A fluorescent dye that survives in live cell STED imaging

10/28/2015
Photo: Team C-Naphox

Photo of Team C-Naphox; © Nagoya University

A new photostable fluorescent dye for super resolution microscopy could serve as a powerful tool to visualize biological events and structural details in living cells at real-time for prolonged recording periods.

Bioimaging by fluorescence microscopy is a useful technique to study the localization and movement of molecules in living cells by fluorescence. Yet, the gradual degradation of fluorescent dyes when exposed to the high intensity light necessary for super resolution microscopy has been a major obstacle for long-term observations.

In a new study, published online in the journal Angewandte Chemie International Edition, a team of chemists and biologists at the Institute of Transformative Bio-Molecules (ITbM), Nagoya University has developed a new fluorescent dye, "C-Naphox" with enhanced photostability to enable continuous live cell imaging by STED microscopy, which opens doors to observe real-time biological events for extended time periods with high resolution.

Advances in super-resolution techniques such as stimulated emission depletion (STED) microscopy have enabled nanoscale visualization of biological systems. STED microscopy allows up to ten times higher resolution in living cells with respect to conventional microscopes by employing a fluorescence excitation beam in combination with a surrounding doughnut-shaped STED beam. While the molecules at the center are excited to a higher energy state and fluoresce, the molecules exposed to the STED beam are confined to the ground energy state.

Nonetheless, the light intensity required for super-resolution fluorescence microscopy is much higher than conventional microscopy, which leads to photodegradation of fluorescent dye molecules. As the spatial resolution of STED imaging correlates with an increase in STED light intensity, photodegradation of fluorescent dyes becomes a serious issue. Representative photoresistant fluorescent dyes such as Alexa Fluor® 488 and ATTO 488 are also known to encounter photodegradation in STED microscopy, making it difficult to conduct continuous live-imaging of biological systems while retaining high resolution.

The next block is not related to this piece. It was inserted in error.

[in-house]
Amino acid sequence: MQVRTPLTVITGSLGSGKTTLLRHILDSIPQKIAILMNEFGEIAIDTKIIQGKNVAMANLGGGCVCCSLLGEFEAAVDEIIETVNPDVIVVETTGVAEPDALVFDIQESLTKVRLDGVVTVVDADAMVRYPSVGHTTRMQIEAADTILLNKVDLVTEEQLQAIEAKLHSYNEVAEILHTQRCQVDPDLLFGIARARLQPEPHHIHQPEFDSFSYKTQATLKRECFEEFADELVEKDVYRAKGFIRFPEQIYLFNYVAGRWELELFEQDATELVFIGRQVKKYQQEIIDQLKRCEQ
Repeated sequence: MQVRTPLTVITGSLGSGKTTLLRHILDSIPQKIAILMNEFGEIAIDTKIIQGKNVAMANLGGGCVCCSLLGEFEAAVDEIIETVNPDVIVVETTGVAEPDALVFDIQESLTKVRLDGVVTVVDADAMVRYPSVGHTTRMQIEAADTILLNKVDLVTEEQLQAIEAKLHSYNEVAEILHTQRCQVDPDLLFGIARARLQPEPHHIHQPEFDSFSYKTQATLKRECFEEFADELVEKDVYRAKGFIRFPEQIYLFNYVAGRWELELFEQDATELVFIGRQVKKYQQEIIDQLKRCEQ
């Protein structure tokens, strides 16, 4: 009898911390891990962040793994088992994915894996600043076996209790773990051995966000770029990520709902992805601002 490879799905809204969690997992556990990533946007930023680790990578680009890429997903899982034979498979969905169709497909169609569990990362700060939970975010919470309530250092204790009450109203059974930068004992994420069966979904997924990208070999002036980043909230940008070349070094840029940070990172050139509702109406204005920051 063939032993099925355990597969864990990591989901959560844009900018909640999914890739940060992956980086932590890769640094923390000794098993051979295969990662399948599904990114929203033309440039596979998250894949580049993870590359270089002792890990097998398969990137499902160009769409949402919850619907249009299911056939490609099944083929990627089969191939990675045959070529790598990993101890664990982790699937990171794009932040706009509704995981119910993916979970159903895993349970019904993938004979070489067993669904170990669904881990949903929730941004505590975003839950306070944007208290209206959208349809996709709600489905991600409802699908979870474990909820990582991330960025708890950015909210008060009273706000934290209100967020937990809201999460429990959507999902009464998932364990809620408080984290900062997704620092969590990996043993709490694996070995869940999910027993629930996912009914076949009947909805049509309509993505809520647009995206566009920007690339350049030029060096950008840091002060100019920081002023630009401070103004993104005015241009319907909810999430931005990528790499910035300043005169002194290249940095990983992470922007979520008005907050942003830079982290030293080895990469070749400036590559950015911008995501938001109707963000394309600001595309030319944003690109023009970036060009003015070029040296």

To overcome this issue of reduced resolution in STED imaging due to photodegradation, ITbM’s team led by Principal Investigators Shigehiro Yamaguchi, a synthetic chemist and Tetsuya Higashiyama, a plant biologist have developed a new fluorescent dye, C-Naphox that has enhanced photostability relative to conventional dyes. C-Naphox has demonstrated to be extremely photoresistant with almost no degradation of fluorescence even after prolonged STED imaging in live cells.

C-Naphox (diarylmethylene-bridged naphthophosphole P-oxide) consists of an aromatic framework with an amino moiety incorporated for its electron-donating properties and phosphorus oxide for its electron-accepting properties, leading to intense fluorescence emissions. "Although the previously synthesized molecules in the Yamaguchi group have also led to high fluorescence intensity, it is the carbon-bridged structure in C-Naphox that is the key to its extremely high resistance to high intensity light," says Aiko Fukazawa, an associate professor in Yamaguchi’s group. Together with Masayasu Taki, an associate professor and Chenguang Wang, a postdoctoral research fellow in Yamaguchi’s group, they optimized the structure of the fluorescent dye for live cell imaging.

"C-Naphox is an extremely photoresistant fluorescent dye that allows repeated STED imaging that has been difficult with conventional dyes. We are currently conducting further optimization studies in order to improve the practicality of C-Naphox as a useful fluorescent probe in continuous time lapse live cell STED imaging and multi-color imaging," says Fukazawa.

COMPAMED-tradefair.com; Source: WPI-ITbM, Nagoya University

Read more about WPI-ITbM at: www.itbm.nagoya-u.ac.jp